Disk space monitoring is considered very important when working with any device, whether it’s a mobile phone, laptop, desktop or even a tablet. It is important to ensure the proper operation of each device by checking the amount of disk space. This helps you identify programs or applications that use a lot of memory and lets you know when the memory is depleted.
Like any other operating system, Linux offers several ways to track the disk space of your device, including methods based on the graphical user interface (CLI) and the programming interface (GUI). Under Linux, however, most operations are performed on the command line. This is why Linux users are more interested in methods to control disk space from the command line. That’s why our discussion today focuses exclusively on methods to control disk space in Linux from the command line.
Pay attention: All of the following methods have been tested on Linux Mint 20.
Checking the Linux disk space from thecommand line
There are several ways to control disk space under Linux, but the most efficient one, using the command line interface, is shown below.
Method 1: Use the command df
The df command stands for Disk Filesystem and is an integrated utility with different flavors of the Linux operating system. The df command is used to monitor the use of disk space and all available space. To check the disk space with this utility, follow the steps below:
First run the terminal on Linux Mint 20 by clicking on the desktop icon in the figure below:
After running the terminal in Linux Mint 20, execute the following command in the terminal
When you execute this command, the total disk space of the entire file system, the total amount of disk space used and the available disk space are displayed, along with some other data, as shown in the following figure :
Method 2: Use df instruction with flag -a
The df command can also be used in conjunction with the -a flag, which is used to indicate disk space on all filesystems (i.e. both your real filesystem and dummy systems). Follow the steps below to use the df command with the -a flag
Boot the terminal on Linux Mint 20 and execute the command below:
The output of this command will be large enough, and you will have to scroll through the terminal to see the full output. Indeed, a flag not only prints space on one file system, but on all available file systems.
Method 3: Use of df instruction with flag -h:
Some technical terms may not be clear to the new user. In the results of the two methods discussed above, you can see, for example, the 1K-block column. This column contains the total number of 1K blocks present in each file system. In other words, it is the size of the file system in bytes that can be difficult to interpret and remember. Basically, it’s a technical way of showing the size of any file system, but for a layman it’s not that intuitive. Therefore, the -h flag can be used with the df command to display disk space in a more human readable format. To do this: 1 :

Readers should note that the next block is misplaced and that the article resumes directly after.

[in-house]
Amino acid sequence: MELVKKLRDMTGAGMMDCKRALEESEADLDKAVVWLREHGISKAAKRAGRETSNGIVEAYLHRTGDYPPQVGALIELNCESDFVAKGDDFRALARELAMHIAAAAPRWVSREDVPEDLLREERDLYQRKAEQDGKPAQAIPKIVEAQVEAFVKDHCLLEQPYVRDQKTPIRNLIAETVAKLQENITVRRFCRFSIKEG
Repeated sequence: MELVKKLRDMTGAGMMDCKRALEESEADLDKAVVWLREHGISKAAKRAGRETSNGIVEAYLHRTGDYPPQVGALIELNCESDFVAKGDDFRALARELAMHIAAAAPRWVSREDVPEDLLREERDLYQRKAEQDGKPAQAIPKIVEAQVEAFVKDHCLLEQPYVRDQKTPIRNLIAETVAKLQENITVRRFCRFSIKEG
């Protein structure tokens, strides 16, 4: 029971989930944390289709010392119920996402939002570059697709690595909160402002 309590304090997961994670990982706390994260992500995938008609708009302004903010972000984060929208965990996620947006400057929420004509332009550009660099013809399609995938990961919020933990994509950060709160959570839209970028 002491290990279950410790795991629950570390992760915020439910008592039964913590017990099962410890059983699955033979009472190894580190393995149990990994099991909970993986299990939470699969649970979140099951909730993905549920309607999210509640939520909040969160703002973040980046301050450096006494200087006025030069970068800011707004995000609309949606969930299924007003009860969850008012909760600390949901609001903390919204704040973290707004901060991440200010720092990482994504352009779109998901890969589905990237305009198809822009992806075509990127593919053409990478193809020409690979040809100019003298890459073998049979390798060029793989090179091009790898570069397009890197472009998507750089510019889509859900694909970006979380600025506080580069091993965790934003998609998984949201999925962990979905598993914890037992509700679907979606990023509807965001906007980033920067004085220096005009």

Boot the Linux Mint 20 terminal as described above, and then execute the following command:
When you run this command, the disk space of your file system is displayed in a way you can easily interpret, i.e. the disk space is displayed in megabytes (MB), gigabytes (GB), and so on. You can see this conclusion in the figure below:
In the same way you can use the -k and -m flags with the df command to check the disk space in kilobytes and megabytes respectively from the command line under Linux. This is possible if you need storage space in a particular camera for a particular lens. If you allow it, the df command or utility allows you to check your disk space in the format you prefer.
This article showed how to check the available disk space on a device using the Linux command line. The three methods described above were a variant of the df command. With the df command you can easily check the disk space under Linux from the command line by setting the flags if needed. Or you can just use this team alone and without flags. With the output of this command, you can see the current memory usage and the amount of free space.
In addition to using the df command discussed in this article, this command can also be used to check the disk space of a particular file system, find the total number, available and used file system codes, check the type of each file system, filter file systems by a particular type, and much more. However, not all of these uses fall within the scope of this Article. We have therefore only focused on the use of the df command, which is meant to control the disk space.License Type: Read Only